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reference to the conditions of sale, to entitle us to

look at them for the terms." Att. Gen. v. . 10. A bidding for an estate before a Master in í Ves. 218. Chancery, amounts to an agreement within the

statute. Upon the same principle it is held, that the Court of Chancery will carry into execution, against the representatives, a purchase by a bidder before the Master, without the bidder's subscribing, after confirmation of the Master's report that he was the best bidder; the judgement of the Court taking it out of the statute. So if the authority of an agent, who subscribed for a bidder before the Master, cannot be proved, yet if the Master's report can be confirmed, the Court will carry it into execution; unless there be some fraud..

11. It was formerly held, that an agreement must

have been sealed as well as signed; otherwise it could Wheeler v. only be considered as a parol agreement, and that Newton, Prec. in Cla. the writing was only evidence of it. But this was 16.

altered ; and signing being the only thing required by

the words of the statute, was deemed sufficient. : i Cha. Ca. 12. In the case of Horton v. Gray, 36 Cha. II.; and 164. 2 Bro.

also in the case of Coleman v. Upcot, which will be R. 564.

stated hereafter; it was held that an agreement, signed by the party to be charged with the same, was

sufficient; and that it was not necessary for an · jy Ves. 275. agreement to be signed by both parties. This doctrine 9--351. has been assented to in modern cases.

13. It is said by Lord Cowper, that he knew of no Amhurst, Prec. in Cha. case where an agreement, though all written with the 402.

party's own hand, had been held sufficient, unless it had been likewise signed by him ; that the party's not signing it was evidence that he did not think it complete ; that he had left it to an after consideration, and might make alterations or additions in it: there.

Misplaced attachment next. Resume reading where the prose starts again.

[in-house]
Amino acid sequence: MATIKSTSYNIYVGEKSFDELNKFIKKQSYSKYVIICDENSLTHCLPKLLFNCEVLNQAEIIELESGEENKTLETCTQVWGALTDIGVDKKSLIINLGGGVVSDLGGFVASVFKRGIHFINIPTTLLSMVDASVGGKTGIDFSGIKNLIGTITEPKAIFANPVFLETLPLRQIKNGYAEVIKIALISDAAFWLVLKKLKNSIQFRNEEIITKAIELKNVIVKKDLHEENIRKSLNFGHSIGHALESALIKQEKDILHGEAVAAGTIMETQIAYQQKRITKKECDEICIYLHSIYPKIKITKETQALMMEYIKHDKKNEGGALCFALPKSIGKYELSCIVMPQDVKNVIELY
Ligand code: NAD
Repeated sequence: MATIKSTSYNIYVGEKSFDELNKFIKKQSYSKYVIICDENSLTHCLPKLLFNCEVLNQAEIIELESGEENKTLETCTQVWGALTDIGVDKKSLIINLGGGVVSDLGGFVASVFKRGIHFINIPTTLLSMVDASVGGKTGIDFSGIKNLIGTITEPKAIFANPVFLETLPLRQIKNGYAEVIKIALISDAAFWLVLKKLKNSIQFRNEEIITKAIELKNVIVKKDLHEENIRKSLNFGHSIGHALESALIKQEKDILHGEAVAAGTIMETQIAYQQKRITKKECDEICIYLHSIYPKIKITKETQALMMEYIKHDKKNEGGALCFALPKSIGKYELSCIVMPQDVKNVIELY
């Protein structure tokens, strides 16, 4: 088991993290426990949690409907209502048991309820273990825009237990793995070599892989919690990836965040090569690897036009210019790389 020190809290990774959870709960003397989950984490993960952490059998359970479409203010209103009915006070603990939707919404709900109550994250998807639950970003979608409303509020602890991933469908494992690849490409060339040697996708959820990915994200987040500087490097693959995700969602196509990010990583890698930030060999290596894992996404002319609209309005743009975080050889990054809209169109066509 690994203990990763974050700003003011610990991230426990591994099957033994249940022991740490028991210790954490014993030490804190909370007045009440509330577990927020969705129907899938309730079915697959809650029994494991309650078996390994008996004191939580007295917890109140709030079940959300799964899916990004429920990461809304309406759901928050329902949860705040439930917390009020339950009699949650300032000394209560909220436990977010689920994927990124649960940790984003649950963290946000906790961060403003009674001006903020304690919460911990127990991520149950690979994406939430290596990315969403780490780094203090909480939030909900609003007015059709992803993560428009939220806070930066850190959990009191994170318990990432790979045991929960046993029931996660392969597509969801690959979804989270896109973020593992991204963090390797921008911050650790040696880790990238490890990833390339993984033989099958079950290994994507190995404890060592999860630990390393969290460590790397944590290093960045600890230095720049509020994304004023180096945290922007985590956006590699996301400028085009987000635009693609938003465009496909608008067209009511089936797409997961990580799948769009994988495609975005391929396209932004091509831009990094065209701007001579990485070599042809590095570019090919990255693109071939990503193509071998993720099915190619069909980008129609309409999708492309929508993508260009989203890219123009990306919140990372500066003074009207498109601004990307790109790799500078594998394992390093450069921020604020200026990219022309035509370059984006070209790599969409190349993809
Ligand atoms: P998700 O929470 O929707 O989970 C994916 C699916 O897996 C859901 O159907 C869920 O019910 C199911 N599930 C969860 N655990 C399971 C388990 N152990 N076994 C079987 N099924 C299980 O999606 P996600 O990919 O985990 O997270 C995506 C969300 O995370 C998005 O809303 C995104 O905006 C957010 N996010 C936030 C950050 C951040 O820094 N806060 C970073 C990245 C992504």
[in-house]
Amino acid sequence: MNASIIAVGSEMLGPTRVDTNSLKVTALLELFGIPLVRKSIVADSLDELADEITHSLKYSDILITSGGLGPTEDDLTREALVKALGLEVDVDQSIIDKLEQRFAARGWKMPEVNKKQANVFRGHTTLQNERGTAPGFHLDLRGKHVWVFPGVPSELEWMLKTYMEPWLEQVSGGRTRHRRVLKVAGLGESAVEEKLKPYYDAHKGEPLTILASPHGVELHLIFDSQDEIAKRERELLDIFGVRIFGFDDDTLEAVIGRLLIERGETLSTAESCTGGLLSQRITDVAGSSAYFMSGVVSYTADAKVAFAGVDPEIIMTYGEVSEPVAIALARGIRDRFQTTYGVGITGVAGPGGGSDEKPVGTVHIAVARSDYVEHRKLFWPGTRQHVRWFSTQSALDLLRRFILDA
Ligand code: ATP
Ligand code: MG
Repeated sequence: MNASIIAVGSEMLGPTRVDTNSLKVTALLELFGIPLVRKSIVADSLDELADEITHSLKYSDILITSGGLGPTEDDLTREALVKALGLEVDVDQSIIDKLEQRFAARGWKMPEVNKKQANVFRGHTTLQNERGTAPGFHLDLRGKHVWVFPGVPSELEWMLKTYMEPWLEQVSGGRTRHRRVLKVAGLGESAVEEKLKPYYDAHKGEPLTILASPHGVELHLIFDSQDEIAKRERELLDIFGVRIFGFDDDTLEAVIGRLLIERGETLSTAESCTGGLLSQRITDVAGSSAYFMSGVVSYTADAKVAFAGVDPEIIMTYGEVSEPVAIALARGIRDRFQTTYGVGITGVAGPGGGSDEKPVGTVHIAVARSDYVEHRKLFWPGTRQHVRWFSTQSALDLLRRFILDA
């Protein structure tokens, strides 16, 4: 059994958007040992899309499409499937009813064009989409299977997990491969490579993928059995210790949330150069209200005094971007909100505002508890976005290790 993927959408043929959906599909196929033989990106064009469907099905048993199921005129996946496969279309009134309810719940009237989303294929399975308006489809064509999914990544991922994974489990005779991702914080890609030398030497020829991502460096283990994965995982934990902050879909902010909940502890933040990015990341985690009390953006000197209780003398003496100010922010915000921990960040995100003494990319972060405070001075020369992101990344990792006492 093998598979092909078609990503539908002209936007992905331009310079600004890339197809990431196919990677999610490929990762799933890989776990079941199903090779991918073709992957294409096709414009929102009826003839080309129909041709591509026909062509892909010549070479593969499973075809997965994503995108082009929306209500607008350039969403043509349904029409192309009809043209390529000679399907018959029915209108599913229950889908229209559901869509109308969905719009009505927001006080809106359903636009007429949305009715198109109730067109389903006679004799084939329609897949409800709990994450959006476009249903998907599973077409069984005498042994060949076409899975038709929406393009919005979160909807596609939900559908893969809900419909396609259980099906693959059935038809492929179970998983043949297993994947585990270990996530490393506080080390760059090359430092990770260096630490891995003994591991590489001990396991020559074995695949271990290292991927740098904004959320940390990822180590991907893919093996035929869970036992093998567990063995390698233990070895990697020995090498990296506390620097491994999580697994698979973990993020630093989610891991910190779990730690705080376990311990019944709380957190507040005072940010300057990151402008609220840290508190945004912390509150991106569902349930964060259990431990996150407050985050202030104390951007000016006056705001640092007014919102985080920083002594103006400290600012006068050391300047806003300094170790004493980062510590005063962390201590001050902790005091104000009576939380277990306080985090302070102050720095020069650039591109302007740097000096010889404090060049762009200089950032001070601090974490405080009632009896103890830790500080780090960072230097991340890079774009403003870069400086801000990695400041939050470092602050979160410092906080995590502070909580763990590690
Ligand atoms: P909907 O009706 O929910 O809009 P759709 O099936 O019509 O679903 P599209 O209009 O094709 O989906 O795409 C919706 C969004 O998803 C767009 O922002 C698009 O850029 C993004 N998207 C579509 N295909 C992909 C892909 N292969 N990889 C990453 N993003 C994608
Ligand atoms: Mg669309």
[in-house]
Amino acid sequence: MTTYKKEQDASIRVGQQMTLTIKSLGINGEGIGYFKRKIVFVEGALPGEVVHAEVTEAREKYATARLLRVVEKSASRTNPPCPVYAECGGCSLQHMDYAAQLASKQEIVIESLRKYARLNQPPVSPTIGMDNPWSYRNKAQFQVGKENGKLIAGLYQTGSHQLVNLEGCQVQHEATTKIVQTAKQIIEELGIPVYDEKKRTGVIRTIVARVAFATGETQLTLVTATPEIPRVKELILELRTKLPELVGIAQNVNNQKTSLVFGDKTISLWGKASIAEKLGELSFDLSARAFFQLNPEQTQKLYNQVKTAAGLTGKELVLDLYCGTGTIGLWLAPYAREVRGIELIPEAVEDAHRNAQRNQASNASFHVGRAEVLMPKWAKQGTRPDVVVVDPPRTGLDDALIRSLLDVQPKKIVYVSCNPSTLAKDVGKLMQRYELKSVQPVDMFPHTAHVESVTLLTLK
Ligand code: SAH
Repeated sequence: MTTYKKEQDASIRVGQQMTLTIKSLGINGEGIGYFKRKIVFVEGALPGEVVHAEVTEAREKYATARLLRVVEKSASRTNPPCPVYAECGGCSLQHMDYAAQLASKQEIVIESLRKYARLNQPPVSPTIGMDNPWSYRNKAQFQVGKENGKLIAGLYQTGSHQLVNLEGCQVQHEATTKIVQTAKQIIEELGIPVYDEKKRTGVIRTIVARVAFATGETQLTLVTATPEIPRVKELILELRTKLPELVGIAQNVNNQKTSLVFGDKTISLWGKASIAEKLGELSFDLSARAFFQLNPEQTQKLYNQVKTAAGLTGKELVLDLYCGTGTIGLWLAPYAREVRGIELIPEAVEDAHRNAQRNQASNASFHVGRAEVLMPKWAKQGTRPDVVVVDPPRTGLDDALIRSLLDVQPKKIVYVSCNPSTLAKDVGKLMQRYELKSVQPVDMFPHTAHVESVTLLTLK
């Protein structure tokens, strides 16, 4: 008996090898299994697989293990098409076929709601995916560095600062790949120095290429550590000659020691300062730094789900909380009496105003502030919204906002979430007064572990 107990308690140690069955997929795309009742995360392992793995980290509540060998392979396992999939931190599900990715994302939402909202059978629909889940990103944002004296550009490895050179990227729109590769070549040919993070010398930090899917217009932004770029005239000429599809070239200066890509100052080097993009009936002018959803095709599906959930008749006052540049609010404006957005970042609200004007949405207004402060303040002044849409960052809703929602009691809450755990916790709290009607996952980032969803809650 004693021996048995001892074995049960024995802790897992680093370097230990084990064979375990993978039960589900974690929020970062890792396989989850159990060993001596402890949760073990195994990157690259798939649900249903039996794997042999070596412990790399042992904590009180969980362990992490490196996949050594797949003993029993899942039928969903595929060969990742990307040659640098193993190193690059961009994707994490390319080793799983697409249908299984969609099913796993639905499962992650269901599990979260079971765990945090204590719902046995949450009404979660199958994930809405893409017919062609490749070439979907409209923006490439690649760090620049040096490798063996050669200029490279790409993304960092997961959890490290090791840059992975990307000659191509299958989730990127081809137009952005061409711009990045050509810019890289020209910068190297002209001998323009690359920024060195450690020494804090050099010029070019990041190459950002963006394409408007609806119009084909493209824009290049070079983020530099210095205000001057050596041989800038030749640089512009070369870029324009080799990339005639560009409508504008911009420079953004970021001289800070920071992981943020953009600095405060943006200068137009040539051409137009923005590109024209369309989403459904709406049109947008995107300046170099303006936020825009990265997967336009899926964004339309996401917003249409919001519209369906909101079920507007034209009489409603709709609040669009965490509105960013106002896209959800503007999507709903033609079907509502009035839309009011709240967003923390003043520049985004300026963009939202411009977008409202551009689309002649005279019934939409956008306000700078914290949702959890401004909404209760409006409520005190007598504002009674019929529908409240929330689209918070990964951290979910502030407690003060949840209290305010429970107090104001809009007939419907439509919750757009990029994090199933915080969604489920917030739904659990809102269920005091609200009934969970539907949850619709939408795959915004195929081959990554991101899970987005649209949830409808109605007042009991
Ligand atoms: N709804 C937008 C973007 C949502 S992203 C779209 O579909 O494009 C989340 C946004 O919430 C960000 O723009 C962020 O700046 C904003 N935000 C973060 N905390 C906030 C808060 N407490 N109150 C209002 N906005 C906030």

fore, unless it was signed by him, or something equivalent done, to show that he looked upon it as completed, he thought such writing by the party himself was not sufficient to bind him within the statute. 14. Although a purchaser makes alterations in the Hawkins v.

w Holmes, draft of an intended conveyance, and returns it to i Paws the attorney of the vendor; yet this is not a sufficient 770. signing within the statute.

15. It was resolved by Lord Hardwicke, that where Welford v. a person subscribed a deed, as a witness, to which Beazeley,.

' 3 Atk. 503. she was not a party, but knew the contents of it, I Wils. 118. 'which constituted a complete agreement, such signing was sufficient. For the meaning of the statute was to reduce contracts to a certainty,' in order to avoid perjury on the one hand, and fraud on the other. Therefore, both in the Court of Chancery, and in the Courts of Common Law, where an agreement has been reduced to such a certainty, and the substance of the statute has been complied with in the material part, the terms have never been insisted on.

16. Ina modern case it was held by Lord Eldon, that Co à vendor of an estate was bound by the ssignature of 9 Ves. 234

. Trecothick, the agent's clerk, thus, “ Witness E. S. for Mr. Smith, agent for the seller,” upon evidence of assent. He expressed his approbation of the doctrine laid down by Lord Hardwicke in Welford v. Beazeley, that where ante, $ 15. either the party himself, or a person duly authorized by him, ascertains the agreement, by a signature in the form of addition, that signature of that instrument ascertains the agreement sufficiently within the statute; though not a signing as an agreement, yet sufficient to identify the agreement: the instrument itself containing the terms; and therefore sufficient within the statute. But he expressed a doubt whe- Stokes v. ther the insertion of the name in the body of the Mooren 910